This seems simple, but a critical part of implementing a low-code strategy is not simply purchasing the technology, but really understanding how the technology can impact an agency long term. While digital transformation needs across agencies vary, the guidance for how organizations can get started on their low-code strategy is pretty much the same: determine what the goals are and who within the agency can help meet these goals. Whether it’s increased collaboration across shared services or securing sensitive information, IT leaders should begin by outlining roles and responsibilities for each team member. From there, users can identify who has the appropriate knowledge and skills to kickstart projects quickly and take on leadership positions to ensure others contribute. With the proper guardrails in place, teams can build without constant oversight, break down barriers and empower employees to innovate.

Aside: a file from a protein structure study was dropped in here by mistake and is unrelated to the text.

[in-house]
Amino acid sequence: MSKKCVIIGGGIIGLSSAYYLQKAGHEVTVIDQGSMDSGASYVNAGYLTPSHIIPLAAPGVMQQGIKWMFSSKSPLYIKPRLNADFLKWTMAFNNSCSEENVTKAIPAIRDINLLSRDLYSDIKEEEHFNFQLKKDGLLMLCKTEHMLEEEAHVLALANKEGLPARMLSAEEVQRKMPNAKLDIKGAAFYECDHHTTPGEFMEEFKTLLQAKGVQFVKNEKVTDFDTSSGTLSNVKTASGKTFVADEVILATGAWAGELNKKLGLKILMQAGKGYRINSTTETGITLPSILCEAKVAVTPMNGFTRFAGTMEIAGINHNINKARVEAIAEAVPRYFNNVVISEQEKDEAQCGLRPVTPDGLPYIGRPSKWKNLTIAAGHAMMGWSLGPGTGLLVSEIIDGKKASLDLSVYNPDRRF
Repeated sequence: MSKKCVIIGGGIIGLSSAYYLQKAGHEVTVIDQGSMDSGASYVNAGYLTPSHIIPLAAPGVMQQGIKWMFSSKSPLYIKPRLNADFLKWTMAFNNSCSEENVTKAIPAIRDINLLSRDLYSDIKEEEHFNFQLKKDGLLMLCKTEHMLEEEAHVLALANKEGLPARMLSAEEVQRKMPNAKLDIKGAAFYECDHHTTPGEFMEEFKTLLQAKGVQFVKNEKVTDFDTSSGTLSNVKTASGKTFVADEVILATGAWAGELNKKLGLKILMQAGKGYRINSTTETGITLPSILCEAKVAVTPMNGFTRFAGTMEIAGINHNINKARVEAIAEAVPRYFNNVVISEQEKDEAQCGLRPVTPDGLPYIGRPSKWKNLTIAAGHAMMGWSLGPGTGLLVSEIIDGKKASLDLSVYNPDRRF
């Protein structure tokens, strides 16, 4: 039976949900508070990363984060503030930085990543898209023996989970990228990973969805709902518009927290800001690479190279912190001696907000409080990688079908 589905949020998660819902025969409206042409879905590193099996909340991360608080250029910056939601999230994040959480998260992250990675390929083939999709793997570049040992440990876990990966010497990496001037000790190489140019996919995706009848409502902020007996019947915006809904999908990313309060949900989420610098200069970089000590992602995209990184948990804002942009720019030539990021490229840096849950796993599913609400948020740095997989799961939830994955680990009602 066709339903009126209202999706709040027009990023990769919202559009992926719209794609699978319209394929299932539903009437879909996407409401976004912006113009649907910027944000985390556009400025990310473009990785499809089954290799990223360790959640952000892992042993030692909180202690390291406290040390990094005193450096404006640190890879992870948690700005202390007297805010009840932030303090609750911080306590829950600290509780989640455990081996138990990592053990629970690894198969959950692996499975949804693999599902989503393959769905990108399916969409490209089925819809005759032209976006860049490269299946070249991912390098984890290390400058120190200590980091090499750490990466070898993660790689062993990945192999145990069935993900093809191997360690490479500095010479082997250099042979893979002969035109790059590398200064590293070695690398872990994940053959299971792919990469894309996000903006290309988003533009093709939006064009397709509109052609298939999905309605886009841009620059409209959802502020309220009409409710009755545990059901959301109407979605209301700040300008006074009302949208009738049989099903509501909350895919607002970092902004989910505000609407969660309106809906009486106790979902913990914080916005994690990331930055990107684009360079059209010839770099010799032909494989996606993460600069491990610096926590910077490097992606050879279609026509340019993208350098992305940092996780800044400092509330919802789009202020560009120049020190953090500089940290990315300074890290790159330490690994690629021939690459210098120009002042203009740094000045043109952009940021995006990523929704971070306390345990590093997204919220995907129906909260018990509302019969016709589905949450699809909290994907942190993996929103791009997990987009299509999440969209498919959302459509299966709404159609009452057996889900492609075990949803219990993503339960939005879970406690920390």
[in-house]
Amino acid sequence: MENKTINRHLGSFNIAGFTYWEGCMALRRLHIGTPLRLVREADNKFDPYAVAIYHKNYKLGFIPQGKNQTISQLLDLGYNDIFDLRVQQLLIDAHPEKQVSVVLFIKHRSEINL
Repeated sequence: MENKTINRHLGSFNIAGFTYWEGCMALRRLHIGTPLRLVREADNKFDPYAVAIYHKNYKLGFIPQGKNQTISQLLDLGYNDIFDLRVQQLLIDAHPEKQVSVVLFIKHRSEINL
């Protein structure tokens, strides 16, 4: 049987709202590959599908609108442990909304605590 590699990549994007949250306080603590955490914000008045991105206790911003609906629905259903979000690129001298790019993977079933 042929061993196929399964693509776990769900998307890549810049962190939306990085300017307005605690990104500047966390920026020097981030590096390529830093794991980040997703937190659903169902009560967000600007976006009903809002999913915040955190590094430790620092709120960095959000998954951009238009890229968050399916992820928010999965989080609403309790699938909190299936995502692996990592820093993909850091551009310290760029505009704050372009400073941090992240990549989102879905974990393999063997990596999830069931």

Get done quickly and more effectively
The right low-code solution has the potential to enable comprehensive enterprise modernization at scale. Users can use low code to create desktop and mobile applications that are easier to operationalize and manage across an agency. Additionally, because low code enables repeatable designs, developers won’t have to recode new apps every time the agency has a new business need. This reusability means eliminating the need to rewrite or rip and replace an existing application or system to keep up with changing demands. This saves agencies time and money as well as taxpayer dollars.
Empower all employees to contribute